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Ataenius puncticollis (Le Conte)

Comprehensive Description

provided by Smithsonian Contributions to Zoology
Ataenius puncticollis (LeConte)

Euparia puncticollis LeConte, 1858:66.

Ataenius puncticollis.—Harold, in Gemminger and Harold, 1869: 1067.—Horn, 1887:77.—Schmidt, 1922:434.—Cartwright, 1951:29.

Ataenius inops Horn, 1887:72.—Schmidt, 1922:449.—Cartwright, 1951:29.

DESCRIPTION.—Length 3.1 to 4.2 mm; width 1.2 to 1.7 mm. Oblong, subparallel, moderately convex, shining, dark red-brown, sometimes pronotum and head darker. Head convex, edge finely reflexed, clypeus sharply, triangularly dentate each side of moderately deep median emargination, sides weakly arcuate, right-angled genae sharply rounded; clypeal surface strongly, coarsely, transversely wrinkled, a few close, minute punctures at base, frontal and occipital area closely, very finely punctate. Pronotum convex, two-thirds as long as wide, anterior angles obtusely rounded, posterior angles broadly rounded, base slightly sinuate before middle, sides and base margined, very minutely crenate-fimbriate; surface closely, evenly, very moderately punctate throughout, punctures usually separated by their diameters on disc, smaller and closer along anterior margin. Elytra convex, about seven-tenths as wide as long, humeri very finely, inconspicuously dentate; striae fine, deep, strial punctures fine, crenating inner margins of nearly flat intervals, a row of close, very fine punctures along outside margin. Mesosternum shagreened with fine, alutaceous sculpture and very fine, short, appressed hair, carinate between the coxae. Metasternum smooth, shining, disc with scattered, very minute punctures, midline fine, moderately deep, lateral scabrous area at sides extending inward almost to disc where it breaks up into fine punctures close to middle coxae, metasternal triangle slightly roughened in anterior angle. First visible abdominal sternum with posterior marginal line, remaining four sterna finely fluted along anterior margin, surface very moderately punctate from side to side, finer at middle, coarser toward sides where the punctures are generally separated by their diameter or less, finer and closer on 5th sternum. Pygidium very finely punctate and convex at apex, concave and eroded basally. Anterior femora with perimarginal groove, surface shining, some scattered, very minute punctures. Middle femora smooth, shining, posterior marginal line at knee a little less than half femur length. Posterior femora similar but with a very short line at knee. Posterior apical tibial fringe of eight short, close setae, without accessory spine. First posterior tarsal segment short, enlarged apically and narrowed basally, about three-fourths as long as long spur, a trifle shorter than following three segments combined. The males have the 4th sternum slightly shorter at middle and the pygidium comparatively longer than in the female.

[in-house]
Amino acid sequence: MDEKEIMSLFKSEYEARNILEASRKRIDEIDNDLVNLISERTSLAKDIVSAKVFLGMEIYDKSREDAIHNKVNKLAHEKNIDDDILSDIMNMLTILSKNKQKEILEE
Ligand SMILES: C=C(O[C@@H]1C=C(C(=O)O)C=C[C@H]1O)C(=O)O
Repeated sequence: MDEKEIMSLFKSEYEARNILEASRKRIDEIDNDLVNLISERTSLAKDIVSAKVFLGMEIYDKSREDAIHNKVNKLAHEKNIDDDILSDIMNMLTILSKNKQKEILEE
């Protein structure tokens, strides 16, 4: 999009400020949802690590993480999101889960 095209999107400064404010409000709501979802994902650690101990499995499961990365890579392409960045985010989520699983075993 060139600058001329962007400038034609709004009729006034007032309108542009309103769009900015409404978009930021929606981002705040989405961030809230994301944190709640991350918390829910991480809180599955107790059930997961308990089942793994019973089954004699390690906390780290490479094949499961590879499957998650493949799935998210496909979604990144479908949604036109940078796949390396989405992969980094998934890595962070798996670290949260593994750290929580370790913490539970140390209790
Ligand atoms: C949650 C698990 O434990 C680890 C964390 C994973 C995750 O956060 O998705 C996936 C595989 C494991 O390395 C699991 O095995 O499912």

HOLOTYPE.—Museum of Comparative Zoology, No. 3731. (Type of A. inops Horn in Academy of Sciences of Philadelphia, No. 3607.)

TYPE-LOCALITY.—El Paso, Texas. (A. inops, Horn, “Arizona.”

SPECIMENS EXAMINED.—456+.

DATES COLLECTED.—January 25 to November 8.

DISTRIBUTION (Figure 7).—Arizona: Arivaca, Blake Dike Project (Sierrita Mts.), Browns Canyon (Baboquivari Mts.), Carr Canyon (Huachuca Mts.), Chiricahua Mts., Clifton, Cochise Stronghold (Dragoon Mts.), Colossal Cave Park, Continental (Pima County), Douglas, Florence, Fort Grant, Fort Yuma, Gila Bend (Maricopa County), Globe, Guadelupe Canyon (Cochise County), Hot Springs, Kits Peak Rincon (Baboquivari Mts.), Madera Canyon, Marjilda Canyon (Graham Mt.), Mesa (19 mi NE, Maricopa County), Nogales, Noon Creek Mt. (Graham County), Oracle, Organ Pipe Cactus National Monument (Pima County), Pajarita Mts., Palmerlee (Cochise County), Patagonia Mts., Pena Blanca, Piney Canyon (Chiricahua Mts.), Portal (Southwest Research Station), Rimrock, Robles Ranch (20 mi SW of Tucson), Sabino Canyon (Catalina Mts., Pima County), St. Johns (Apache County), Santa Cruz County, Santa Rita Mts., Santa Rosa Mts., San Xavier (near Tucson), Sycamore Canyon (Santa Cruz County), Texas Pass, Tucson, Wickenberg, Wilcox, Williams. California: Napa County. Colorado: Rocky Ford. Indiana: Marion County. New Mexico: Las Cruces, Lordsburg, Mesilla Park, Rodeo (18 mi N). Texas: Alpine, Austin, Big Bend National Park, Cypress Mills, Davis Mts., Del Rio, El Paso, Enchanted Rock, Fort Davis, Lajitas, Laredo, Round Mts., Sanderson, Stockley, Terlingua Creek, Victoria, Weslaco.
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bibliographic citation
Cartwright, Oscar Ling. 1974. "Ataenius, Aphotaenius, and Pseudataenius of the United States and Canada (Coleoptera: Scarabaeidae: Aphodiinae)." Smithsonian Contributions to Zoology. 1-106. https://doi.org/10.5479/si.00810282.154